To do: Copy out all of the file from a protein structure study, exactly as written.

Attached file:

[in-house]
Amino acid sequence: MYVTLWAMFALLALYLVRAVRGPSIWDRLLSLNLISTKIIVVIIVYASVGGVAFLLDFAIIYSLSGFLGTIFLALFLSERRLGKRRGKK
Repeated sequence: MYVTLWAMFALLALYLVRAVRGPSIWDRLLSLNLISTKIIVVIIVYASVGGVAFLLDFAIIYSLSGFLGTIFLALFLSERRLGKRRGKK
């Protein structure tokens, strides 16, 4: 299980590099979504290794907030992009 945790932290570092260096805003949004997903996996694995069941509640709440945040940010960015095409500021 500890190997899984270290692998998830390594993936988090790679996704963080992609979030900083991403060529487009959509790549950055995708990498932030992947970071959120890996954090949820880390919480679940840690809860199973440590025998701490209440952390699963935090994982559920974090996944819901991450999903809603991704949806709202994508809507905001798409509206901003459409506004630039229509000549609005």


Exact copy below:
[in-house]
Amino acid sequence: MYVTLWAMFALLALYLVRAVRGPSIWDRLLSLNLISTKIIVVIIVYASVGGVAFLLDFAIIYSLSGFLGTIFLALFLSERRLGKRRGKK
Repeated sequence: MYVTLWAMFALLALYLVRAVRGPSIWDRLLSLNLISTKIIVVIIVYASVGGVAFLLDFAIIYSLSGFLGTIFLALFLSERRLGKRRGKK
């Protein structure tokens, strides 16, 4: 299980590099979504290794907030992009 945790932290570092260096805003949004997903996996694995069941509640709440945040940010960015095409500021 500890190997899984270290692998998830390594993936988090790679996704963080992609979030900083991403060529487009959509790549950055995708990498932030992947970071959120890996954090949820880390919480679940840690809860199973440590025998701490209440952390699963935090994982559920974090996944819901991450999903809603991704949806709202994508809507905001798409509206901003459409506004630039229509000549609005």